We Await What Has Already Begun
"People who wait have received a promise that allows them to wait. They have received something that is at work in them, like a seed that has started to grow. … We can only really wait if what we are waiting for has already begun in us. So waiting is never a movement from nothing to something. It is always a movement from something to something more." – Rev. Henri Nouwen
This Sunday we enter once again into the season of Advent, awaiting the coming (advent) of the Lord. And we wait. We wait with expectation, knowing that the Lord has already begun in us. But we wait.
Life had already begun four years ago in our daughter Kathie who knew, thanks to ultrasound technology, that she was carrying a boy within her. We were all waiting for November 26th, the due date. But two weeks early, Kathie called from San Francisco to tell us the doctor had decided to induce labor ten days early due to the threat of “pre-eclampsia.” And so we began to wait at a different level. We waited with joy. We waited with expectation. As labor moved beyond 40 hours, we also waited with nervousness – actually with fear.
Fear is generally involved in waiting. The gospel today addresses the fear of the end times: “the sun will be darkened, and the moon will not give its light, and the stars will be falling from heaven, and the powers in the heavens will be shaken.” But, as Fr. Nouwen explains, when we as Christians wait for the end time, fear is allayed also by knowing that what we await has already begun in us.
Finally, after some 45 hours, we got the call from San Francisco – Samuel Zev Green had arrived! Waiting. Fear now displaced by the realization that what we were waiting for had truly begun and that waiting was, in fact, about moving from something to something more.”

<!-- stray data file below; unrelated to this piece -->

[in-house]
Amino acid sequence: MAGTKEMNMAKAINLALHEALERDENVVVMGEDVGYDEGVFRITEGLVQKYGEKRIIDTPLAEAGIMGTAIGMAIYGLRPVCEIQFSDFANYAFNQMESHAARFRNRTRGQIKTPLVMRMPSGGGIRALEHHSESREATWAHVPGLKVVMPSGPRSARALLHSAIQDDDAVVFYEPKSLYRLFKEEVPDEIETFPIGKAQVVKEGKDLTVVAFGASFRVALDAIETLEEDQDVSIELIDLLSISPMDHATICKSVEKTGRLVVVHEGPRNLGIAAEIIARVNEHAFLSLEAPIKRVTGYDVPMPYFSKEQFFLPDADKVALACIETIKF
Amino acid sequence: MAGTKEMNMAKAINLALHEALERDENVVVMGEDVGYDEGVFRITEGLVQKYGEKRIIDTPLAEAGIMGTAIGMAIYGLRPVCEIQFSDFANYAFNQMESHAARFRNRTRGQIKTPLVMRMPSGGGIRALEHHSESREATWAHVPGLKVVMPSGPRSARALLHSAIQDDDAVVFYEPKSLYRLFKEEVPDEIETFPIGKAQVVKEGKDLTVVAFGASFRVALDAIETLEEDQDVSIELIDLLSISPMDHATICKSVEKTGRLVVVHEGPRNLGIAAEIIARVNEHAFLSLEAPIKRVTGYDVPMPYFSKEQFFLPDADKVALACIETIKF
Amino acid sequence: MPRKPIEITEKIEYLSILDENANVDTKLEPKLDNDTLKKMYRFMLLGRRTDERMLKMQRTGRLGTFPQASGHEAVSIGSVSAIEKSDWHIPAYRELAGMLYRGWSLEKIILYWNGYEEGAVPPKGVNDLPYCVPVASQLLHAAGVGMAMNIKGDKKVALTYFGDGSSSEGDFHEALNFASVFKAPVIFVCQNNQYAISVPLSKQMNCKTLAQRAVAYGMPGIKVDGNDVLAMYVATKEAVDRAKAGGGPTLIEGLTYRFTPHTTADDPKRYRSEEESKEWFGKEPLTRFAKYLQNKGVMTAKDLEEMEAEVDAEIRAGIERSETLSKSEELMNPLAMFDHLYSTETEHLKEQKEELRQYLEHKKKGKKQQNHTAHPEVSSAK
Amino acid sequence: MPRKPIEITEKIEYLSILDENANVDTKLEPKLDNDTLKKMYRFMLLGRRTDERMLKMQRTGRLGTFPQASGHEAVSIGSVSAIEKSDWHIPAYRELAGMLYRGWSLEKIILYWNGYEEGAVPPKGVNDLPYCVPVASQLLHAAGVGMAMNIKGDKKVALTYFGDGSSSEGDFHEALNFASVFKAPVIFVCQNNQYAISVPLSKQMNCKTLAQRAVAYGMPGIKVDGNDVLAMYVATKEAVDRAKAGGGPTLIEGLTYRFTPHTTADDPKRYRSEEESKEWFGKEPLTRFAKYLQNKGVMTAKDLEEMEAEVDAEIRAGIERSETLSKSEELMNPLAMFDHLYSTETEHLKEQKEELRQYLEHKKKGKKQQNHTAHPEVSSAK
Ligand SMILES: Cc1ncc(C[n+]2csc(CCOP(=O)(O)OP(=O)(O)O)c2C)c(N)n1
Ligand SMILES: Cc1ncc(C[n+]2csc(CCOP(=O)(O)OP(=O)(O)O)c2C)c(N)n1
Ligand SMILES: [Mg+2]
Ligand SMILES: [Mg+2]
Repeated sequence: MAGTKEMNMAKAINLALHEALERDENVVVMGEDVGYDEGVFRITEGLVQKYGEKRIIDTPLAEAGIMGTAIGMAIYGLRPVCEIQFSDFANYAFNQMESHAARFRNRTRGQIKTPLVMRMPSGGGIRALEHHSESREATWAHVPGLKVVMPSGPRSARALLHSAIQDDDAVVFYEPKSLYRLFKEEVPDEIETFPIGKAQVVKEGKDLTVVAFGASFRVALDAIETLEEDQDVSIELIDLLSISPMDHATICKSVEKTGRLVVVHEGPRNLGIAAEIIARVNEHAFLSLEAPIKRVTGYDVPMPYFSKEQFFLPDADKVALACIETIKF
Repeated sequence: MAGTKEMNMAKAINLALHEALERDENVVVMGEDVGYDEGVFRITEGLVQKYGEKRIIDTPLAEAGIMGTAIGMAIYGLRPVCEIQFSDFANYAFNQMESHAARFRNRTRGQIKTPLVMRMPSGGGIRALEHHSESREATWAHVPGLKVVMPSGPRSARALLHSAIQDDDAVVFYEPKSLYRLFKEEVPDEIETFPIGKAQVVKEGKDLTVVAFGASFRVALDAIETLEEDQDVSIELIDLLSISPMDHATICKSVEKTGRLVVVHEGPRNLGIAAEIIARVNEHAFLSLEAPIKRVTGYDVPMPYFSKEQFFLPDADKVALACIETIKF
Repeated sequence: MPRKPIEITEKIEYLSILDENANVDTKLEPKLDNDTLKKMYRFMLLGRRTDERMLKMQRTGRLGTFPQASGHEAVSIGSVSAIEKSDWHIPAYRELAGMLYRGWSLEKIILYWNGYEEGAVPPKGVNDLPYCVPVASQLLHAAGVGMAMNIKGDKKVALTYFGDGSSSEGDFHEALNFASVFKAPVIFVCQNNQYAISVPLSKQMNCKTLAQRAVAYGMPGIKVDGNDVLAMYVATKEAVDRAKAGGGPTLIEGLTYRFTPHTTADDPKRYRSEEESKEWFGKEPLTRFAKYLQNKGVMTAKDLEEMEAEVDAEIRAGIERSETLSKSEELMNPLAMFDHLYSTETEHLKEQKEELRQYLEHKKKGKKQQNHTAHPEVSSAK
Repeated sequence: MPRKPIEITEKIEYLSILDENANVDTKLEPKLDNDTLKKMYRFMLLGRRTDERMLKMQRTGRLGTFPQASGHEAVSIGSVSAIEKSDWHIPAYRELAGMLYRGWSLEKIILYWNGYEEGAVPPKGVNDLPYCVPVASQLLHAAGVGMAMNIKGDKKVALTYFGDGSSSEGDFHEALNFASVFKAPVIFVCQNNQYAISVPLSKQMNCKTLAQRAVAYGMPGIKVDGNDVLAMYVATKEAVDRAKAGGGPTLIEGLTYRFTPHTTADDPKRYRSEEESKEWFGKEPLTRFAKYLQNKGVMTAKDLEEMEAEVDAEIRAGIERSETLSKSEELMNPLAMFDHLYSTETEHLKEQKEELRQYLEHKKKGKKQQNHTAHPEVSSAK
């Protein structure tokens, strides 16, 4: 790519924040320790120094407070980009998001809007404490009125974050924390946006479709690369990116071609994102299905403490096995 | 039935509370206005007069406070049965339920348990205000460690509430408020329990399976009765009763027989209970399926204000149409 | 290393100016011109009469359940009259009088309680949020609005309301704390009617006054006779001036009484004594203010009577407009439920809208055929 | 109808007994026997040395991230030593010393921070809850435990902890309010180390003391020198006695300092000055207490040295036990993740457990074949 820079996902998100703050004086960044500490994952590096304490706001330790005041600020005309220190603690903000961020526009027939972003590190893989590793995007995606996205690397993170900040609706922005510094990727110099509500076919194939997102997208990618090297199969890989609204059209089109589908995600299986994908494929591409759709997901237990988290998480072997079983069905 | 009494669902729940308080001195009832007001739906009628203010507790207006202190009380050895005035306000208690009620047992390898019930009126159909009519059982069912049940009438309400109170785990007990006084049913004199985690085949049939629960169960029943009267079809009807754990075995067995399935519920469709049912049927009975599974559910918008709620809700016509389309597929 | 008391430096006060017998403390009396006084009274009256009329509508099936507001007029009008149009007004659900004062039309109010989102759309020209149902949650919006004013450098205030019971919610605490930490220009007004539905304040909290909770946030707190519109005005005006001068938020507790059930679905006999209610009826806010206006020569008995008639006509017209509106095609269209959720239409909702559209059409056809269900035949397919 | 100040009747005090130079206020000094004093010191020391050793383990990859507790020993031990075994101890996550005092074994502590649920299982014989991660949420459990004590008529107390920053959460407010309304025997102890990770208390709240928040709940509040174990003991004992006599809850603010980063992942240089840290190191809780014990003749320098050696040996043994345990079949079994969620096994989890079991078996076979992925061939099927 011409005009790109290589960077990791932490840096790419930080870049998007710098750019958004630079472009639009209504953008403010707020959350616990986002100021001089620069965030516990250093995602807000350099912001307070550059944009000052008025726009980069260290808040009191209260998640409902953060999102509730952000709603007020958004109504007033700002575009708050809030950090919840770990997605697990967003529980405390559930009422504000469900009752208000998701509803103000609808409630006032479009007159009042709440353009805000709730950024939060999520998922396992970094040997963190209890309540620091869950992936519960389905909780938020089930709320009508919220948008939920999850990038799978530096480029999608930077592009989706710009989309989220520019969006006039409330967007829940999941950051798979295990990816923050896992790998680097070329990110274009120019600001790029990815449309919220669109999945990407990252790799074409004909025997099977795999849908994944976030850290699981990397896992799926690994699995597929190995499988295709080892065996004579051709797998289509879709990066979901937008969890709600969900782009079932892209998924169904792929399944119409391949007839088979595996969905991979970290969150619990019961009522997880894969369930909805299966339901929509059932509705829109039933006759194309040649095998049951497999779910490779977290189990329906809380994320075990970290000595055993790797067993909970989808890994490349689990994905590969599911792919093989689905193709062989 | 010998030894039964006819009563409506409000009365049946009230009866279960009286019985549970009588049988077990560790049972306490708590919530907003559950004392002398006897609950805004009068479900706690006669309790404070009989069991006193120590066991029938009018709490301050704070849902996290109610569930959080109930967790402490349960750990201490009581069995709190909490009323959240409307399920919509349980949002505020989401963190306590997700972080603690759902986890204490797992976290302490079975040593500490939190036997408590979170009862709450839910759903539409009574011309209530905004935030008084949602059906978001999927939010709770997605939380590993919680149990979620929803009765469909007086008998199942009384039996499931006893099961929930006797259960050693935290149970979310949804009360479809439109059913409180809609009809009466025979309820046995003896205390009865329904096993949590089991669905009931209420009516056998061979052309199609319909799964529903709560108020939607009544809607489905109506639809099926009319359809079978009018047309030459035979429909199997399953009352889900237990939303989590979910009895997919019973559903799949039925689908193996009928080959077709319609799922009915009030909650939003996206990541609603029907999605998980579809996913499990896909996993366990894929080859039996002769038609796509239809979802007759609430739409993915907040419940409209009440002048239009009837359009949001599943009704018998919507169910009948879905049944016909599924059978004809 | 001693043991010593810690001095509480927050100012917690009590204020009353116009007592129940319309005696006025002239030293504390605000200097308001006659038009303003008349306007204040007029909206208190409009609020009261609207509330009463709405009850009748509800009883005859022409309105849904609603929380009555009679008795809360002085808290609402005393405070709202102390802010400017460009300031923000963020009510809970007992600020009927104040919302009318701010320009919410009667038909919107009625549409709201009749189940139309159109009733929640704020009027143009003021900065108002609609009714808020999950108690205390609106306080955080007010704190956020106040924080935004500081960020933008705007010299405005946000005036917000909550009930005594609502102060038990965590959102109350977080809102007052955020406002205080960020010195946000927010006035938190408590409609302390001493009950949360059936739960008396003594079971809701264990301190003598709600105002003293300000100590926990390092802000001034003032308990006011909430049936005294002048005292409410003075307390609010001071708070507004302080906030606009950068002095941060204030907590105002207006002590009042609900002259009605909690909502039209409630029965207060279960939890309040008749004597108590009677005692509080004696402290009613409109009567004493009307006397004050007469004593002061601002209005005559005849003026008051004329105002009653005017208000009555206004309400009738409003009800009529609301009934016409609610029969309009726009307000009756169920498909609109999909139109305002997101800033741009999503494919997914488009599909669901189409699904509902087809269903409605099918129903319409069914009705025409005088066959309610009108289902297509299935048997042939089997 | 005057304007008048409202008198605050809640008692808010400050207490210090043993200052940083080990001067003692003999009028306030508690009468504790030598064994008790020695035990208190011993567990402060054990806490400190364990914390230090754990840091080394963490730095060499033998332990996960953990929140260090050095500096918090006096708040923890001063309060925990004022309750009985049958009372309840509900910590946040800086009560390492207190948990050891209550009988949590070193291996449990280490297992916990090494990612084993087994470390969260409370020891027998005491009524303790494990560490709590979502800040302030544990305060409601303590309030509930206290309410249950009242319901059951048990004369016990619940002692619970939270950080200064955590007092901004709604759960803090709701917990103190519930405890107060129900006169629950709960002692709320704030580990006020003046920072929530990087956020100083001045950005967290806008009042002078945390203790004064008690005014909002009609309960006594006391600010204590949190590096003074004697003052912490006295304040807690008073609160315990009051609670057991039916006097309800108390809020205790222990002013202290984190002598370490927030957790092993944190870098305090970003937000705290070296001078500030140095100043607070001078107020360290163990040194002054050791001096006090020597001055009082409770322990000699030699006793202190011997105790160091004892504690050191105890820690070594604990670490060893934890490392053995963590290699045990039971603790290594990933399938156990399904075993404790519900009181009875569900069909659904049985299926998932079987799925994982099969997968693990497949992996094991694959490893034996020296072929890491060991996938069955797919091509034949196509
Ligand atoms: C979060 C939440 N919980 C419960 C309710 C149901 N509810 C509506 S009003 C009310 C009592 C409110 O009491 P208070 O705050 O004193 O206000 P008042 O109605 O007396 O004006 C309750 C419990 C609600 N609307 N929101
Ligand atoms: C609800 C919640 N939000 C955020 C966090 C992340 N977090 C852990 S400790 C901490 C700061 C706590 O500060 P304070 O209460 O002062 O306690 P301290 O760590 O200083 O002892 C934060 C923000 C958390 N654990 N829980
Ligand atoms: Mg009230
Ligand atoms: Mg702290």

The waiting changes our eyes. Before the waiting, Israel saw Babylon as their problem. But during the waiting, they saw that they were the problem and Babylon was the setting. The waiting changes our hearts and confirms that we can do nothing but get ready. The initiative is in God's hands.
We need Advent to make ourselves ready for his coming. We need a season of soberness in a world of Christmas parties. We need Advent, the season of waiting, in a world that says go for it and hurry up. We need the gentle brightness of this first Advent Sunday to counterbalance the frenetic darkness of this past Black Friday. This waiting time called Advent not only prepares us for the birth of God in the flesh, it prepares each of us in our lives to receive him. For now we know that he has already begun in us.
An Advent Prayer from Henri Nouwen:
Master of both the light and the darkness,
send your Holy Spirit
upon our preparations for Christmas.
We who have so much to do
seek quiet spaces to hear your voice each day.
We who are anxious over many things
look forward to your coming among us.
We who are blessed in so many ways
long for the complete joy of your kingdom.
We whose hearts are heavy seek the joy of your presence.
We are your people,
walking in darkness,
yet seeking the light.
To you we say, “Come Lord Jesus!”